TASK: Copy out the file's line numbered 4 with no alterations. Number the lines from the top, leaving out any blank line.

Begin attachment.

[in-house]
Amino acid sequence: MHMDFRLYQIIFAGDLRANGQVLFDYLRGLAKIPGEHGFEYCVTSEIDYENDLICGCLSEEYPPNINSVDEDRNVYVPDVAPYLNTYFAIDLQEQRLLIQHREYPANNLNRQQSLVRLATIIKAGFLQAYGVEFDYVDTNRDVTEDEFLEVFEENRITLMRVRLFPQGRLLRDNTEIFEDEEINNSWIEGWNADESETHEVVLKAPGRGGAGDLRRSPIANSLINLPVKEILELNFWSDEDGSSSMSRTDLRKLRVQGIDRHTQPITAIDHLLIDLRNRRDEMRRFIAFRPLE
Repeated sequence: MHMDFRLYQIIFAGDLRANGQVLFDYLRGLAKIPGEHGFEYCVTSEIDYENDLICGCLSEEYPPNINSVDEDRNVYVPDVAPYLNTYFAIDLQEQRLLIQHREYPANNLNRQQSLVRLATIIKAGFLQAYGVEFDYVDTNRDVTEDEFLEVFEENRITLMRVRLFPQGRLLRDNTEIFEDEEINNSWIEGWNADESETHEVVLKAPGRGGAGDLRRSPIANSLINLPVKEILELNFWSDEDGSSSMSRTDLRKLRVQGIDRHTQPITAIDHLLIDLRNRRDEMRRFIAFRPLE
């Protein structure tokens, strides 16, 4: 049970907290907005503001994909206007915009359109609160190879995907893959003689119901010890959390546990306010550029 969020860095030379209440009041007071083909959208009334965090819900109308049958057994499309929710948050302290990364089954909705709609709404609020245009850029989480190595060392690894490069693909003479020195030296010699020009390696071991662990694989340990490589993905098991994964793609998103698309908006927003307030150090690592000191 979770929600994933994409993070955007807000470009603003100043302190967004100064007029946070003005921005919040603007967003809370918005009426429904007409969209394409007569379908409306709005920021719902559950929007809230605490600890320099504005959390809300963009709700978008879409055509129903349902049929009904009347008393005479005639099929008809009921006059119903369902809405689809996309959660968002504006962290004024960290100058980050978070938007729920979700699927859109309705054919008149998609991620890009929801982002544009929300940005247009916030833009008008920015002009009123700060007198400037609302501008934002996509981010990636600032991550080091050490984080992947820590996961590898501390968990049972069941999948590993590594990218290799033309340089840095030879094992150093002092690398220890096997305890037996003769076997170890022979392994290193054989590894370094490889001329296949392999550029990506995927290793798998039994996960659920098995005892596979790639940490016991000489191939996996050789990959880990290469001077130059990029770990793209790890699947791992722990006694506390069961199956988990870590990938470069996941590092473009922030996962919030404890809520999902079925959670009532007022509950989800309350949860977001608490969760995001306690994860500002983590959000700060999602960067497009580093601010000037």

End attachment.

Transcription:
């Protein structure tokens, strides 16, 4: 049970907290907005503001994909206007915009359109609160190879995907893959003689119901010890959390546990306010550029 969020860095030379209440009041007071083909959208009334965090819900109308049958057994499309929710948050302290990364089954909705709609709404609020245009850029989480190595060392690894490069693909003479020195030296010699020009390696071991662990694989340990490589993905098991994964793609998103698309908006927003307030150090690592000191 979770929600994933994409993070955007807000470009603003100043302190967004100064007029946070003005921005919040603007967003809370918005009426429904007409969209394409007569379908409306709005920021719902559950929007809230605490600890320099504005959390809300963009709700978008879409055509129903349902049929009904009347008393005479005639099929008809009921006059119903369902809405689809996309959660968002504006962290004024960290100058980050978070938007729920979700699927859109309705054919008149998609991620890009929801982002544009929300940005247009916030833009008008920015002009009123700060007198400037609302501008934002996509981010990636600032991550080091050490984080992947820590996961590898501390968990049972069941999948590993590594990218290799033309340089840095030879094992150093002092690398220890096997305890037996003769076997170890022979392994290193054989590894370094490889001329296949392999550029990506995927290793798998039994996960659920098995005892596979790639940490016991000489191939996996050789990959880990290469001077130059990029770990793209790890699947791992722990006694506390069961199956988990870590990938470069996941590092473009922030996962919030404890809520999902079925959670009532007022509950989800309350949860977001608490969760995001306690994860500002983590959000700060999602960067497009580093601010000037």